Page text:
Meal Kit Delivery Services May Be Convenient: But How Would a Recall Work?

Posted: Tuesday, April 10, 2018 by Global Food Safety Resource

By Brian Kellerman

The trend towards busy families and professionals utilizing meal kit delivery services to save valuable time without having to abandon the kitchen is most likely here to stay. However, one aspect of this trend that has not yet been fully considered is the relatively high level of food safety risk inherent in selling food over the internet.

Beyond the food safety issues that can arise from eating undercooked meat or raw produce, a large portion of meal kits also contain allergens, which are the most common cause of food safety recalls in the food industry. Although the FDA’s Food Safety Modernization Act (21 CFR 117) and the USDA’s HACCP regulations (9 CFR 417) clearly apply to companies that sell food over the internet, it doesn’t appear that any serious efforts are being made by either the FDA or USDA to begin regulating this subsegment of the food industry.

meal kits need food safety regulation

If a meal kit delivery service is forced to initiate a food recall, will they have the proper batch coding and sales records to track down the food they ship in a timely manner? How will customers be notified of a food recall and will it be in time to prevent consumption? These are the questions that meal kit delivery services should be asking as they build their food safety programs. For any food business, the absence of a food safety program increases the chance of a serious illness occurring, and it is unclear how prepared meal kit delivery services are to warn customers of a potential issue or to track down their shipments in the case of a food recall.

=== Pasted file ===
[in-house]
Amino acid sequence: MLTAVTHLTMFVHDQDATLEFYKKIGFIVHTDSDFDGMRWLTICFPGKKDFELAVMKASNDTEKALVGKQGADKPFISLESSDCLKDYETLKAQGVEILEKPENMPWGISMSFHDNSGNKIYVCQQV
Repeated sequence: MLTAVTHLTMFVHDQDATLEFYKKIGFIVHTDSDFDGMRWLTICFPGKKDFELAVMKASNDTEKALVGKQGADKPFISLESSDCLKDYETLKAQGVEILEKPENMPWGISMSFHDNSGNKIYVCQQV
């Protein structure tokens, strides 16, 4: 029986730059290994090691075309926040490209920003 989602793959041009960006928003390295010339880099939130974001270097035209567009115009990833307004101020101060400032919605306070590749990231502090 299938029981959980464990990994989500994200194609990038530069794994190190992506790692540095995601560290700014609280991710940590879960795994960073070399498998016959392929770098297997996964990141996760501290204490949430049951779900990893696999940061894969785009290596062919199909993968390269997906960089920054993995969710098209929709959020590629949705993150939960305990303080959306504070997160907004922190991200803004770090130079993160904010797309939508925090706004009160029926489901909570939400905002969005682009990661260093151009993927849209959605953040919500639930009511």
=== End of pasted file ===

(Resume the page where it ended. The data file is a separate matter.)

We have not yet seen a full food recall from a meal kit delivery service, but when we do, enforcement by the FDA and USDA will surely step up quickly. The day when the FDA or USDA moves to step in will arrive sooner than later, and the ramifications on small businesses will be significant. Any food manufacturer that is dependent on internet sales for their revenue, but has not registered with the FDA or USDA, would be well-advised to begin the process now of learning the food safety rules that national food businesses are required to follow, and getting your business ready for the day when the FDA, USDA (or both) ramp up enforcement over this sector of the food industry.

About the Author

Brian Kellerman has spent 17 years working in food production, most recently directing a GFSI-certified food safety and quality program for a large food factory before co-founding Kellerman Consulting, where Brian is responsible for developing food safety and quality documentation for clients, as well as assisting clients with implementing their programs. In 2017, Brian wrote over 150 food safety plans for over 100 clients in 35 states, including every type of FDA, USDA and restaurant plan.

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